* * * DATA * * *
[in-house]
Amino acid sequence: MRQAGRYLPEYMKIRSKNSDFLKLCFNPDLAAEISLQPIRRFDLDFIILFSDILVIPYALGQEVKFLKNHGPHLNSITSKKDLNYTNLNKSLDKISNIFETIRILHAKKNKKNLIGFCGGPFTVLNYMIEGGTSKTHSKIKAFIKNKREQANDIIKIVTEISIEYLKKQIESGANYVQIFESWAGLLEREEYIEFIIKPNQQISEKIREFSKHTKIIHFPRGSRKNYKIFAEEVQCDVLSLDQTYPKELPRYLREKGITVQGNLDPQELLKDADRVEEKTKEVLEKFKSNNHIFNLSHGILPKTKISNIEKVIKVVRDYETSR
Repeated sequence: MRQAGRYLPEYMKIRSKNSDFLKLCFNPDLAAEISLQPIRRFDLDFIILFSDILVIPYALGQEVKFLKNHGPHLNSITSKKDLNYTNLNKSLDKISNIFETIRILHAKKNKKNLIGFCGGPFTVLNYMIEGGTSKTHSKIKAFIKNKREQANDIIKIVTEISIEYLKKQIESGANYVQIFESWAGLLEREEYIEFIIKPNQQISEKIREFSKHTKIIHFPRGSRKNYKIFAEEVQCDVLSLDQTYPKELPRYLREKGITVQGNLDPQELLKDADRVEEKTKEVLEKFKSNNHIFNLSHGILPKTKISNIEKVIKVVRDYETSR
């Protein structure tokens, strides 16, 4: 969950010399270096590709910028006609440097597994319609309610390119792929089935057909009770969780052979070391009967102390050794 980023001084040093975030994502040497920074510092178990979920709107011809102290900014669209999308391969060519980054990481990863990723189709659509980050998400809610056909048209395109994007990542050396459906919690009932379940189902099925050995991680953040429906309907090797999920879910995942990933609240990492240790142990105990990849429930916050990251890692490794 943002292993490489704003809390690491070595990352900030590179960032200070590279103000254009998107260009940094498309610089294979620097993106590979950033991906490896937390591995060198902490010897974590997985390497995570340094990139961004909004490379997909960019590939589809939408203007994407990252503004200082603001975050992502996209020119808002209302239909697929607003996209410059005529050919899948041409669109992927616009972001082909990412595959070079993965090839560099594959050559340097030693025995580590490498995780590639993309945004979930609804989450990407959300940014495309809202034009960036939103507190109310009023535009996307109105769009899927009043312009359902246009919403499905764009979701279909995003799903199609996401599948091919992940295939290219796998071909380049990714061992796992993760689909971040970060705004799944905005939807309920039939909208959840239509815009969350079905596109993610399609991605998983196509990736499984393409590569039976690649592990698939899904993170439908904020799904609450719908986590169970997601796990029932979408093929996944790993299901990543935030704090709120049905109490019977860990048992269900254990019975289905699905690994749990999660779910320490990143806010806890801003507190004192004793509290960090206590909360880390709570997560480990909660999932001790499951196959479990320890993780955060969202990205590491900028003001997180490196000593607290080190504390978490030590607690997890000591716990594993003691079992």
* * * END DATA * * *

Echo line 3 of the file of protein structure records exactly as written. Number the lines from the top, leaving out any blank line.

Repeated sequence: MRQAGRYLPEYMKIRSKNSDFLKLCFNPDLAAEISLQPIRRFDLDFIILFSDILVIPYALGQEVKFLKNHGPHLNSITSKKDLNYTNLNKSLDKISNIFETIRILHAKKNKKNLIGFCGGPFTVLNYMIEGGTSKTHSKIKAFIKNKREQANDIIKIVTEISIEYLKKQIESGANYVQIFESWAGLLEREEYIEFIIKPNQQISEKIREFSKHTKIIHFPRGSRKNYKIFAEEVQCDVLSLDQTYPKELPRYLREKGITVQGNLDPQELLKDADRVEEKTKEVLEKFKSNNHIFNLSHGILPKTKISNIEKVIKVVRDYETSR